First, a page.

No, that’s not the name of a new James Bond movie. Rather, it’s a Public Discourse post by Anthony Esolen that discusses society’s ability (and disability) to get a handle on evil actions and morality.
The cry, “You can’t legislate morality” is, of course, false. That is exactly what law does, as Esolen points out.
All laws bear some relation, however distant, to a moral evaluation of good and bad. We cannot escape making moral distinctions. One man’s theft is another man’s redistribution of income. One man’s defense of family honor is another man’s murder. Even people who reduce law to utilitarian calculations cannot evade this truth.
He then discusses the issue of Prohibition. The 18th Amendment outlawed the sale, manufacture and transportation of alcohol. It was meant to curtail drinking, which in some parts of the country had reached epidemic proportions. And Prohibition worked: people drank less. Many people supported the amendment. Esolen asks what Prohibition taught us about “legislating morality:”
That amendment inserted into the Constitution a law that neither protected fundamental rights nor adjusted the mechanics of governance. It was a radical break from tradition. It is crucial to understand this. It took a juridical break from tradition to obliterate the customs, the lived traditions, of the American people and their forebears.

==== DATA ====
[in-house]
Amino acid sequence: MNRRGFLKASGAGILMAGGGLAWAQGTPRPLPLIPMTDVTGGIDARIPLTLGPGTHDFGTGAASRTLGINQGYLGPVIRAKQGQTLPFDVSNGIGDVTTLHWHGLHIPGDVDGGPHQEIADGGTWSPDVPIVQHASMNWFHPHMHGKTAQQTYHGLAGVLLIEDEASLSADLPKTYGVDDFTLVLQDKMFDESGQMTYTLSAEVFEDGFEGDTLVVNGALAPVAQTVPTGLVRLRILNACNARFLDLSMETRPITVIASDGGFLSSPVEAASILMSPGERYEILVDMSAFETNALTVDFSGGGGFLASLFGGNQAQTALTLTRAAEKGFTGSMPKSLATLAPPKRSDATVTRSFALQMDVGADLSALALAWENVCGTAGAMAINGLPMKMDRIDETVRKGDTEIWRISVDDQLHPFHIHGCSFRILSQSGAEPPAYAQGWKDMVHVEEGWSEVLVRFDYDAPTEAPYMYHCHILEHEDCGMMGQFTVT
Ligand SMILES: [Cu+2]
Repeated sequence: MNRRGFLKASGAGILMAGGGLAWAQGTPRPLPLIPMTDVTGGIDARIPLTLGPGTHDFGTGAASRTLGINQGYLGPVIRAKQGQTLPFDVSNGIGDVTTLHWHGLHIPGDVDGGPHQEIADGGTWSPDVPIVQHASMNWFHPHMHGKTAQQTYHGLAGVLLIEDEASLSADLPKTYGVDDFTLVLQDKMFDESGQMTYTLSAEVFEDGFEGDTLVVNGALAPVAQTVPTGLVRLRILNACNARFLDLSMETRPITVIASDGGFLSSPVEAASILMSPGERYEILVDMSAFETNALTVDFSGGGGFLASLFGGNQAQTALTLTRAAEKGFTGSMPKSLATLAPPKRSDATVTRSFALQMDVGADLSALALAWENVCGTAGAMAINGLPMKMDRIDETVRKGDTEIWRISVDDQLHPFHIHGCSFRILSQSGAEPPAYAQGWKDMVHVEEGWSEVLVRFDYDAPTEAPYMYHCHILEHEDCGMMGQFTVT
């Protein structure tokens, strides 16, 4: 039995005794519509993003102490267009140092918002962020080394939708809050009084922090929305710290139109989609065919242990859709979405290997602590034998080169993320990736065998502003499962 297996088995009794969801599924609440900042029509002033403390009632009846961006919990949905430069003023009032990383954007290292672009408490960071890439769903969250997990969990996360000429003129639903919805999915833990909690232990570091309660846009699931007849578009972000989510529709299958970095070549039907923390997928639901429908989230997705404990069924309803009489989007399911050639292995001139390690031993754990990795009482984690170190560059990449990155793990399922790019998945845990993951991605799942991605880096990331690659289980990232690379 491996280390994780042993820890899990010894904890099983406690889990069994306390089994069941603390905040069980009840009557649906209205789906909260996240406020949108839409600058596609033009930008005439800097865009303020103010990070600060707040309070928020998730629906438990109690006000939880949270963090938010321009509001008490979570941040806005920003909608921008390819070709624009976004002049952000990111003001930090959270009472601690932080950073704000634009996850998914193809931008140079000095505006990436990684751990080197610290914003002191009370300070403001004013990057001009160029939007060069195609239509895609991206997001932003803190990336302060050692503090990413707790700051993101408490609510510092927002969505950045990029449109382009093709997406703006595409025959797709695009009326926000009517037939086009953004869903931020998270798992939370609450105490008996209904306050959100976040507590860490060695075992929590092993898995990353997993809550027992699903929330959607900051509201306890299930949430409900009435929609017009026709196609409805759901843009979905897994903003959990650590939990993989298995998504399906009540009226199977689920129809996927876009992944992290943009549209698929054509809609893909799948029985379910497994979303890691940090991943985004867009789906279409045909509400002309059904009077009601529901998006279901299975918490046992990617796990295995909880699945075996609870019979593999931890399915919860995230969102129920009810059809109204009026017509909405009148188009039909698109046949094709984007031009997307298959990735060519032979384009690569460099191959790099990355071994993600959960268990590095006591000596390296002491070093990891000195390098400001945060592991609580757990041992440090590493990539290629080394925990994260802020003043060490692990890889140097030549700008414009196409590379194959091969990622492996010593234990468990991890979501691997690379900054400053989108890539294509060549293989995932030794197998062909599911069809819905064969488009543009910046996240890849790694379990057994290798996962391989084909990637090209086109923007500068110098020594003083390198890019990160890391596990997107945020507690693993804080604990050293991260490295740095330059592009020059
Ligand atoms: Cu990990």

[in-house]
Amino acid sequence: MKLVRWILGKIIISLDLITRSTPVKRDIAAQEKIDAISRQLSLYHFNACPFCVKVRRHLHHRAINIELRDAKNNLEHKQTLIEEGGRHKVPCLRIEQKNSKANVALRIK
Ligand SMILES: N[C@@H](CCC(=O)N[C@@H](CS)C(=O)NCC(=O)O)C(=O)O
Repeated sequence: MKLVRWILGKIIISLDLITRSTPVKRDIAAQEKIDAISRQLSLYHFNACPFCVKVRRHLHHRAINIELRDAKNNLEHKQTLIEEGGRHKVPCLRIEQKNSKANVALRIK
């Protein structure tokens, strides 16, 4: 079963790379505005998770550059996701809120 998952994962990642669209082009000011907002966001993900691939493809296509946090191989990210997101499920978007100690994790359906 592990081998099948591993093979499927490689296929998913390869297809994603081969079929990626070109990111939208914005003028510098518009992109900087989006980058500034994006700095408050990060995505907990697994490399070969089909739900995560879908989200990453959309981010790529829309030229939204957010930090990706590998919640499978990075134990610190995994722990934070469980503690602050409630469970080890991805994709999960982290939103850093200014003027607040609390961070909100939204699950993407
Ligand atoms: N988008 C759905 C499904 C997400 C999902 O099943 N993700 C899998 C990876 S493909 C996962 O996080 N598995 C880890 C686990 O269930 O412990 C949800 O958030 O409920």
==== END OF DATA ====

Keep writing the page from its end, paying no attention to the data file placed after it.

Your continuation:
The issue, Esolen says, it not that alcohol was problematic, or that Prohibition tried to address the problem. No, the problem was who was being asked to do what:
It was an attempt to call on the national government, that lumbering giant, as Big Daddy to keep little daddy in his place. It was a national “answer” for a local problem, even a domestic problem, as if one were to ask the United Nations to impose a curfew on one’s teenager. That was a first in American history. Indeed, the people who campaigned for Prohibition knew it was so, else they would not have taken the extraordinary trouble to pass a constitutional amendment. Prohibition was repealed, but the precedent was not. Now we expect the national government to look to local problems, even domestic problems. No one blinks when that same government decides what goes on in your child’s classroom and what kind of Christmas display you can have in your borough building. Prohibition set the stage for national scrutiny of the folkways of everyday life.
Thus, Esolen summarizes, the “noble experiment” of Prohibition, despite it being repealed, set a precedent: big government is needed to solve our problems: “We have a Prohibitionary State that gives license to all kinds of evil, but that regulates and restricts actions that are not evil, to manage the chaos that results from the license.”